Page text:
Legal Spotlight – Litigation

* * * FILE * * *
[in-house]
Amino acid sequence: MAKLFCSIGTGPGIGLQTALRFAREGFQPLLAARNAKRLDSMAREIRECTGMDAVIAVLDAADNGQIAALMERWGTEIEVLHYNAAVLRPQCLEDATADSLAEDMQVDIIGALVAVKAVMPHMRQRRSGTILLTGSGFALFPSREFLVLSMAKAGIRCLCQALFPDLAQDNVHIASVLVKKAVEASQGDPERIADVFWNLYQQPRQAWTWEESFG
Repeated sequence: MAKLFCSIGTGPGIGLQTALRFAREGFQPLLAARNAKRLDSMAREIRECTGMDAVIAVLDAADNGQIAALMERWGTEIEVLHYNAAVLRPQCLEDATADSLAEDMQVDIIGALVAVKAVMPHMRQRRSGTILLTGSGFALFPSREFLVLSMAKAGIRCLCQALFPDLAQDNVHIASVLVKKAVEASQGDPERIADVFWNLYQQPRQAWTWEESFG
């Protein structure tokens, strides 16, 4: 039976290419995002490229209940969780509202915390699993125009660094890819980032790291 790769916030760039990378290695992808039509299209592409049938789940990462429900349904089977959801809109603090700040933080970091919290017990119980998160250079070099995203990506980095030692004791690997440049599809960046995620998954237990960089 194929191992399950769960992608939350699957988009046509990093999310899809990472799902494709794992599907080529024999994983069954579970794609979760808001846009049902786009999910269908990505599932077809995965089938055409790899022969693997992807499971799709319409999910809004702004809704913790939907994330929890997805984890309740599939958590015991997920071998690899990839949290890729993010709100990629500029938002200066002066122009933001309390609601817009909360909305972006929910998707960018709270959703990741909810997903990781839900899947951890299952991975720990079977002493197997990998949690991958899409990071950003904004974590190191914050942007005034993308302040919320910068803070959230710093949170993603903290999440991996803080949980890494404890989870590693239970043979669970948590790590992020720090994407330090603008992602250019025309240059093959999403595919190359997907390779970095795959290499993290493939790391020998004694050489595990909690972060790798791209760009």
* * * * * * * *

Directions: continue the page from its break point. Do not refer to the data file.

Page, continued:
“In America, regardless of your wealth or rank, you have the power to hold corporations, governments or people, more powerful than yourself, accountable for wrongful misconduct. The right to a jury trial is your Seventh Amendment right and it gives you the power to enforce all of your other constitutional rights.If someone tramples on your right to free speech, your right to be free from unlawful search and seizures, your right to exist free from inflicted injury, you are guaranteed a right to a trial by a jury of your peers. Unlike Congress or the State Legislature, no amount of campaign contributions or lobbying efforts can touch a jury. A jury is you. The right to a jury trial is rooted in the Bill of Rights and 49 of the nation’s 50 state constitutions. (Colorado is the exception).Oregon’s state Supreme Court ruled last year that caps on civil damage awards are unconstitutional. But a coalition of insurance-friendly politicians didn’t care about the constitution. They launched an initiative called Ballot Measure 81 to amend their constitution so state politicians could cap all civil damage awards as they saw fit. It was an unconstitutional amendment to the constitution so to speak.Last month, Oregon’s voters said they trusted juries more than they trusted the politicians, and defeated Ballot Measure 81 by a 3 to 1 margin.Six state supreme courts – including Washington – have struck down laws that capped jury awards. But the muscles of big corporations and big governments are forever flexing their might in an attempt to take away your day in court. By eliminating a jury’s ability to determine the appropriate verdict, the concept of an impartial justice system is decimated. Each case is judged the same regardless of the circumstances or conduct. This factory approach to the courts takes the just out of justice. Texas Gov. George Bush is an outspoken advocate for assembly-line justice. He has constructed a portion of his presidential campaign on stripping citizens of their Seventh Amendment rights and the role of juries. Bush promises to limit lawsuits and minimize damage awards so corporate America can get on with the business of the bottom line – just like he’s done as governor. Legal experts say no state has seen the role of juries more crippled during the last decade than in Texas.Less than 1 percent of all criminal and civil cases in Texas ever make it to a jury, according to the Dallas Morning News. Texas also capped its civil damage awards at $200,000 and approved a package of legislation outlawing lawsuits against numerous Texas corporations. These laws are already being challenged. It is true that Texas was the first state in the nation to adopt a Patients’ Bill of Rights with a right-to-sue provision. It’s also true that Bush vetoed the legislation when it crossed his desk in 1995. It’s also true the bill became law in 1997 only after Bush failed to veto it or sign it. It was Bush’s lack of leadership and inaction that caused this bill to become law. This fact, however, has not prevented Bush from adopting full credit for the popular measure.A recently released Texas-based survey of our nation’s trial court judges found most judges think the jury system needs only minor tinkering at best. The survey was conducted by the Dallas Morning News and Southern Methodist University School of Law. The survey also found that 98 percent of the judges said juries do at least a moderately well job in reaching a just and fair verdict. And 96 percent said they agree with jury verdicts most of or all of the time.Seattle’s U.S. Federal Court Judge William Dwyer told the Dallas Morning News he believes the system is working. Those who are asking for wholesale changes in the jury system are usually law professors and insurance executives, he said. They usually haven’t had any real trial experience. They haven’t seen how well it actually works.Reputable legal scholars share Dwyer’s sentiments. Florida State University released a study earlier this year which further debunked all of the hyped hysteria regarding the phantom litigation explosion. Florida’s professors concluded there is an explosion of rhetoric from corporate-funded think tanks like the Manhattan Institute. Florida professors found that insurance companies were hit hard by massive claims from recent disasters of hurricanes, tornadoes and floods in the South – not trial lawyers.Lawsuits here in Washington are down, not up and represent a minuscule percentage of all civil court filings. A total of 11,674 personal injury lawsuits were filed in 1999 – a drop of 616 lawsuits from 1998. This represents a grand total of 4 percent of all civil court filings in Washington.Our court system encourages companies to make decisions which put safety first. Companies who put people before profits will have the edge in the market place. Take away the accountability, there’s no incentive to do the right thing. Ford Motor company thought it would be cheaper to pay burned victims than fix its exploding Pinto gas tanks. Thankfully, in the end, a jury made sure it cost Ford more for putting safety second.Don’t give your power away. Trust yourself, trust juries.Janet Rice is president of the Washington State Trial Lawyers Association, an organization with more than 3,500 plaintiff attorneys statewide.”